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  • Writer's pictureMargaret Shipman

New Artist Statement

Sometimes when I apply for something new, I rewrite my artist statement on the spot. I think of new ways to describe what I want people to know about my paintings. Honestly, writing an artist statement is a little stressful. I'm not great with words.

Here is the new one I wrote last night while applying to be a part of something that is a stretch for me- opinions are welcome!


I’m not laying blame on anyone, times have changed, the knowledge we need to survive has changed for us. It serves us better now to know a hundred different corporate logos instead of a hundred useful plants in a day's walk from home. 

But I notice weeds and paint them. Growing in the cracks of sidewalks, along roads, in between train tracks, and in the carefully tended gardens of our grandmothers, are plants with whom our ancestors had relationships. They gave them names based on what they observed about them; coffeeweed, scotchbriar, white man’s footprint, and bloodwort are a few. They boiled them into teas, rubbed them into wounds and on rashes, added them to stews, placed leaves and stems on sick children, and learned which plants were helpers. These weeds and wildflowers would signal the health of the land as well as the passing of the seasons to people who relied on that knowledge for survival. The relationship with these plants appears in the songs and poetry in every culture all over the world as far back as we can find.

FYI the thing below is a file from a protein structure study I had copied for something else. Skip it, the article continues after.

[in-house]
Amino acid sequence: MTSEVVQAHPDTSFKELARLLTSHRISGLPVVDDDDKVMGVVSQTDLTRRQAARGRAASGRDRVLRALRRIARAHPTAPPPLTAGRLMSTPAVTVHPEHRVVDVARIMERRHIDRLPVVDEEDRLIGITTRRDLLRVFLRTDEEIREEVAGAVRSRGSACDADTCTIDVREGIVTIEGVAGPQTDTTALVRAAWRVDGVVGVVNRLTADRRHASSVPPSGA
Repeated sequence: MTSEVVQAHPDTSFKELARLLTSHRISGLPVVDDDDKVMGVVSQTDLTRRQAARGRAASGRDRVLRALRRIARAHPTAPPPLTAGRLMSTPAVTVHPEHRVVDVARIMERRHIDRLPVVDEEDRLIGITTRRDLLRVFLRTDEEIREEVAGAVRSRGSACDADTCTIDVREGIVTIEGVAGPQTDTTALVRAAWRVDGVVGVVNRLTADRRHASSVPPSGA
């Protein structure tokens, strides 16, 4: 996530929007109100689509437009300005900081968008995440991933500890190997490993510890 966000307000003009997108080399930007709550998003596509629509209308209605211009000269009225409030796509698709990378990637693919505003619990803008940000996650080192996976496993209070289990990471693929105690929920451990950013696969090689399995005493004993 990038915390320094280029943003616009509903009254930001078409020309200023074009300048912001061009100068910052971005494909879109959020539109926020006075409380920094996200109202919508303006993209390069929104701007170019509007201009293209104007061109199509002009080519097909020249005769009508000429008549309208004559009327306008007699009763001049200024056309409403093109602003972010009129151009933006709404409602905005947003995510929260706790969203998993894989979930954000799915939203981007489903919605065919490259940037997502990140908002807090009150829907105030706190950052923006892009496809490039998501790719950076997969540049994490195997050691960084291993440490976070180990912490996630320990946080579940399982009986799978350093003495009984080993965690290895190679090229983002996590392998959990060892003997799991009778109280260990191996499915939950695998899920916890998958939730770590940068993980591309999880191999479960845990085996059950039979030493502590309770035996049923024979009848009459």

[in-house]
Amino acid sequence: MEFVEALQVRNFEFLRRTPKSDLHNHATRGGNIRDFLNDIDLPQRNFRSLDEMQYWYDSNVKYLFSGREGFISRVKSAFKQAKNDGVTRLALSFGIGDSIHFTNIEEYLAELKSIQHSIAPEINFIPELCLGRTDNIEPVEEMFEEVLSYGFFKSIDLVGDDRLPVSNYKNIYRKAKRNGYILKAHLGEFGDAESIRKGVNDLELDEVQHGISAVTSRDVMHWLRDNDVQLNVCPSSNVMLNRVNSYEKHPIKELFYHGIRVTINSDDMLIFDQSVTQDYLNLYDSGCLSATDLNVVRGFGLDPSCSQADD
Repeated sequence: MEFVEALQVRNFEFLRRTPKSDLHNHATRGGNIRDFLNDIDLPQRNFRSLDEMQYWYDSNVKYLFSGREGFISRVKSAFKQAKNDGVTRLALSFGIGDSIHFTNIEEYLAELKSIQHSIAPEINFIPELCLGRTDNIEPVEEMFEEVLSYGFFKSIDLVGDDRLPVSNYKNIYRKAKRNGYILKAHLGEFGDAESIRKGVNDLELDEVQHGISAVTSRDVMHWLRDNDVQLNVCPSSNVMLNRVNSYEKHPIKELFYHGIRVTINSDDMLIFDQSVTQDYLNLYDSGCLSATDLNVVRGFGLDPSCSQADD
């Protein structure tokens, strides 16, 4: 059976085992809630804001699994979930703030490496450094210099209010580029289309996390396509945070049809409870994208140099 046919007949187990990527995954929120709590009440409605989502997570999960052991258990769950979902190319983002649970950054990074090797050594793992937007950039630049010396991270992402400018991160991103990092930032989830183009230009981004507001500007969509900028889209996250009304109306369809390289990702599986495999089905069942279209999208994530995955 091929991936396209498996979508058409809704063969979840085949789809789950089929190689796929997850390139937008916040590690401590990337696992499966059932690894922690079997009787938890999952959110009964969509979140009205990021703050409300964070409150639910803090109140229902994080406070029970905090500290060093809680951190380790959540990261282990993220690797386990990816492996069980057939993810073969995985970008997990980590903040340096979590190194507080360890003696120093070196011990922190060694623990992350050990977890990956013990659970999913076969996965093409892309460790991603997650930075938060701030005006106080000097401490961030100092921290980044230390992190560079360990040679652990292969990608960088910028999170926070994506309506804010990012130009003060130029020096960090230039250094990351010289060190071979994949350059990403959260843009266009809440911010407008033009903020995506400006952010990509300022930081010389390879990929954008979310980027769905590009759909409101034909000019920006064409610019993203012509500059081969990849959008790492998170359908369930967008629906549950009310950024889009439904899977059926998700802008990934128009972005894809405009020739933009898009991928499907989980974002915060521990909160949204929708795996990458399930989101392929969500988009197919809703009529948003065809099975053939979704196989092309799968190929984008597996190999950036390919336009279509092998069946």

Now human attention is elsewhere. Simply identifying a wildflower is beyond the scope of knowledge for a lot of us. I spent many years not noticing the wild plants bursting their way through in untended places except as an indication of a forgotten square of land. 

I gradually became aware of the weeds. I noticed the same sweet fragrant smell on disturbed land, an old strip mane, near my parent’s house as I did on disturbed land, a construction site, in Washington DC. Now I realize it might have been pineapple weed, which looks like tiny pineapples and can be brewed into a tea that cleanses the human digestive system as well as clearing the reproductive systems of postpartum and menstruating women. Does it do the same for the land? Growing in soil that is compacted, depleted, and possibly contaminated, I tend to think that it does offer cleansing to the land too. This is what interests me now.

So I notice weeds and paint them. I’m identifying them and looking up their stories and putting them in a painting to share. I’m learning from my ancestors and passing their information on the best way I can.

Margaret Shipman, February 2024

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